to people who were in the Chapel. With just one Sacred Host, he gave
Communion to about 70 people. (Two small pieces have been preserved.) In
1990, Bishop Hak Soon Chi saw the Blessed Mother shedding tears and tears
of blood through her statue. He prayed, wept, and wrote down, "I
surely saw and firmly believe." Bishop Chang Yeol Kim of Cheju
also came to Naju and witnessed the Eucharist that miraculously appeared
before his eyes.
After learning these facts, I had the following
thoughts. Why did the Apostolic Pro-Nuncio, other bishops and priests
visit Naju? It must have been for the purpose of becoming more faithful to
their priestly duty of being good leaders for the faithful. Also, their
humble minds with which they could understand the Blessed Mothers
sufferings as Gods children must have led them to Naju.
However, the Kwangju Archbishop and the priests who
became the leading members of the Naju Investigating Committee had ignored
the events in Naju for more than 10 years, even though these events were
happening within their own diocese. Only after learning about the
Apostolic Pro-Nuncios visit, they hurriedly formed a committee.
Many theologians and priests have been pointing out
that the Kwangju Declaration contains errors. They have also been pointing
out that what needed to be scientifically examined were rejected without
any scientific tests. Even some of the Naju Investigating Committee
members are admitting that there are problems in the Declaration. Some of
them even say that they are ashamed. This is a fact.
Archbishop Kong Hee Youn of Kwangju must be well aware
of all these. We hear that he gave a strict order (to the priests in his
diocese) not to discuss Naju publicly. I cannot erase the thought that the
Kwangju Archdiocese is still doing something wrong.
Where did they find such audacity to tell the numerous
people who had clearly seen the descending Sacred Hosts and tears on the
Blessed Mother's statue to accept the bishops judgment without
presenting any rational explanation. The old saying that one who has not
even been to the Southgate Market (in Seoul) pretends to know more about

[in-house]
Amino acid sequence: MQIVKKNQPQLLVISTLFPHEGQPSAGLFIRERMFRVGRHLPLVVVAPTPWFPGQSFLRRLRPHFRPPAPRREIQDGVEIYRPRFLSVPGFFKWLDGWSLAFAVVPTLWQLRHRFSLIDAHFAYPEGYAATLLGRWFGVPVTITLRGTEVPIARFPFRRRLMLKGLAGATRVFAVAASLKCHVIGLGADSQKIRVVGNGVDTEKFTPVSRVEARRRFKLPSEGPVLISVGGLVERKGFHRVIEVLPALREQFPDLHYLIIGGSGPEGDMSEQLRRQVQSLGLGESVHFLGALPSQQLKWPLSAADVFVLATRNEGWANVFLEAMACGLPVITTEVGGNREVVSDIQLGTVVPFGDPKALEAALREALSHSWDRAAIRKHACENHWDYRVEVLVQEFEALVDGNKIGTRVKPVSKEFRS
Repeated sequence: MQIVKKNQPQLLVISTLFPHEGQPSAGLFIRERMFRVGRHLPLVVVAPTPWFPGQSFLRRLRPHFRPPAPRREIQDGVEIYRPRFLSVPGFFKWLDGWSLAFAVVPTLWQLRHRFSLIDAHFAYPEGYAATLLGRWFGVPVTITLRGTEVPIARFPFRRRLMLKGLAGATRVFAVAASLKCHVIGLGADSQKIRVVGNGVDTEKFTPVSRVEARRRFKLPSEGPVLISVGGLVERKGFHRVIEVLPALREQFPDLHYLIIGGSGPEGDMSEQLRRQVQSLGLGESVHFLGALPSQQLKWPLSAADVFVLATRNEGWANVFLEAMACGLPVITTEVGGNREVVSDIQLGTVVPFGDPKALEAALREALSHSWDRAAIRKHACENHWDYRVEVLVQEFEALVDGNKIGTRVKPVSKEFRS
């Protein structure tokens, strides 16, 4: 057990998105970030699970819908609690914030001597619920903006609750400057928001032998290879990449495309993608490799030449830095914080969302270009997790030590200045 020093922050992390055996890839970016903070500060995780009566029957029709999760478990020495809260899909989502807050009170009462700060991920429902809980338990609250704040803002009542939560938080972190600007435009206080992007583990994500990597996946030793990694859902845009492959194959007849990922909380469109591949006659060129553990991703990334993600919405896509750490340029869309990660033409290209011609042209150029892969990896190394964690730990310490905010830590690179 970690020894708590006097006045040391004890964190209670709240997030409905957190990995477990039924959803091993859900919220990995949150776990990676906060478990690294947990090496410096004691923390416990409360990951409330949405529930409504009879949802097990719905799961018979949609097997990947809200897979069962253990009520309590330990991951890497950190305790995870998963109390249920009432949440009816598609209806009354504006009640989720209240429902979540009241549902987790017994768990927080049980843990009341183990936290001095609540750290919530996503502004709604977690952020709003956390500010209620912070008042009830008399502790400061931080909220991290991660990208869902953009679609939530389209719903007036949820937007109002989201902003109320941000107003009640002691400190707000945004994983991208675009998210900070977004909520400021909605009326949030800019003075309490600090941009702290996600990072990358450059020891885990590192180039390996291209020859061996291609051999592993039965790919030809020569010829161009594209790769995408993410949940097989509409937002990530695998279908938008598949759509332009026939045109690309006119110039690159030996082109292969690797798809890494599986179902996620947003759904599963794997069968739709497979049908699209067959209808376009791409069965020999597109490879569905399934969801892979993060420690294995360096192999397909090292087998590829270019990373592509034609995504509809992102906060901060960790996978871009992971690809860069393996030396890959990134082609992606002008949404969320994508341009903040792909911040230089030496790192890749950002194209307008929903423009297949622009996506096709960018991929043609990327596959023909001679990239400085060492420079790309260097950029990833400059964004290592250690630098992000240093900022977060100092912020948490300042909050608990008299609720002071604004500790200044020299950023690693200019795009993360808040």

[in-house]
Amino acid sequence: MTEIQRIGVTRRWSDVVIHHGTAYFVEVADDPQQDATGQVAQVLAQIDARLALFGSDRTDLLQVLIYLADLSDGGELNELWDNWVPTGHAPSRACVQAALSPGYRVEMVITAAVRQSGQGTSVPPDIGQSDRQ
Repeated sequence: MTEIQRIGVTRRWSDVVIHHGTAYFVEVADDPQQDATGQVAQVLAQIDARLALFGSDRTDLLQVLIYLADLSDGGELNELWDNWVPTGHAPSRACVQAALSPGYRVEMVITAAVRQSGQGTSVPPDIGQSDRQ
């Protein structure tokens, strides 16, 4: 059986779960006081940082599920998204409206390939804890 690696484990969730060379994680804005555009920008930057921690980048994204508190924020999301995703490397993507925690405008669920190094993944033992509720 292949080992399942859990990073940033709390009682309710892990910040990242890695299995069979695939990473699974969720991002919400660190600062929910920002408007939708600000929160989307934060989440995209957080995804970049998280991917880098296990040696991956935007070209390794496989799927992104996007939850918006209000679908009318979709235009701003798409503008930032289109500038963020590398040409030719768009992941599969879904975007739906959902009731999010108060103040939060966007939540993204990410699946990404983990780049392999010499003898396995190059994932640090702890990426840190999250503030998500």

it than others may well fit the current situation.
The Kwangju Archdiocese has been completely silent
about the numerous criticisms coming from both inside and outside Korea.
Are they expecting blind obedience by the faithful?
The Kwangju Archdiocese has prohibited public
celebrations in Naju. In obedience, Julia Youn has been refraining from
all public activities. On the other hand, streams of pilgrims to Naju are
continuing. The Declaration was translated into foreign languages and
mailed to all corners of the world, but foreign priests and lay people
continue visiting Naju.
It appears that the number of pilgrims to Naju will
continue rising. Are the pilgrims making the mistake of being disobedient?
Or is the Kwangju Archdiocese making a mistake by refusing to correct its
On one First Saturday, people were quietly praying the
rosary in the Chapel in Naju. When the rosary was over, one man stood up
and suggested that they pray for Archbishop Youn.
He invited people to picture in their minds the
Archbishops boyhood in Jinnampo, a city in northern Korea, when he was
walking to and from school, with his schoolbooks wrapped and carried on
his back and with his heart filled with humility, love, and a desire to
become a priest. He began singing a childrens song: A Winter Tree:
Standing lonesome in a shadow on the snow-covered
In this winter when no visitors are coming,
are you only whistling with the winds?
He began singing quietly, but soon was joined by
everyone in the Chapel. There was a boy who came with his parents. There
also was old lady. There was a girl from afar. They came from many
different places, but were of one mind, praying for the Archbishop.
They had no hatred or resentment in their hearts. Even
the official measures were not an immediate concern to them. They were
only praising God and trying to imitate the immaculately clean Heart of
their Heavenly Mother.
As I was watching them, I was moved to pray that
repression of the truth in the name of the truth may no longer occur at
least in the Church.
from Marys Touch, March 1999 Newsletter